LONDON (Reuters) - A British man caught dealing in counterfeit medicines worth at least 1.8 million pounds ($3.57 million) has received a 51 week suspended prison sentence, the country’s drugs regulator said on Thursday.
Viraj Shah was found with a range of bogus prescription-only medicines — AstraZeneca’s Nexium, Novartis’s Diovan, Merck & Co’s Propecia, Procter & Gamble’s Actonel, Pfizer’s Lipitor, Merck and Schering-Plough’s Ezetrol, Merck’s Hyzaar and Abbott’s Reductil.
The Medicines and Healthcare products Regulatory Agency said the case highlighted the risk to public health posed by counterfeit medicines.
European drugmakers say they are increasingly concerned about the threat posed by fake drugs. They called last month for a ban on the repackaging of medicines within the European Union in order to boost security.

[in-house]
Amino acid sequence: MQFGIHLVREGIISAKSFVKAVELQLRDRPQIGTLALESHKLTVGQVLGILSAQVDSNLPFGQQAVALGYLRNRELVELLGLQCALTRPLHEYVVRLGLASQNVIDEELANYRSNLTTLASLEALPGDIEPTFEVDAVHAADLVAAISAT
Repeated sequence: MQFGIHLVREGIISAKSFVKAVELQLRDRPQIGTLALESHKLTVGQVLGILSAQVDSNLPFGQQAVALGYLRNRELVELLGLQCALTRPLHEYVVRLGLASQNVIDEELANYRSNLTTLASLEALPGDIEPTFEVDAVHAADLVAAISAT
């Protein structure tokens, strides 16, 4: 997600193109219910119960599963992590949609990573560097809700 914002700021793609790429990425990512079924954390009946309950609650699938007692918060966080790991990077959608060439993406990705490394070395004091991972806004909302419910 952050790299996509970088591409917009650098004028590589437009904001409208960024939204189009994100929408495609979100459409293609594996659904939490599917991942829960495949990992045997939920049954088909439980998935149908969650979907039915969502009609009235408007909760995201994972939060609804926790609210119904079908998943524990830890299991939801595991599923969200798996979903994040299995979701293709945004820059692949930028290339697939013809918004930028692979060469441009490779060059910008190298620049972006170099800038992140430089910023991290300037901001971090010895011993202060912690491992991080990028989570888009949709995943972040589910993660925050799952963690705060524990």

Pharmaceutical manufacturers blame the legal practice of parallel trade — in which drugs bought in low-priced markets are repackaged and resold in high-price countries — for fuelling counterfeit traffic. Parallel traders deny the charge.
Counterfeit medicines, which may contain the wrong or even toxic ingredients, are on the rise worldwide. The World Health Organisation estimates they may make up 10 percent of the global pharmaceutical market.
Reporting by Ben Hirschler, editing by Will Waterman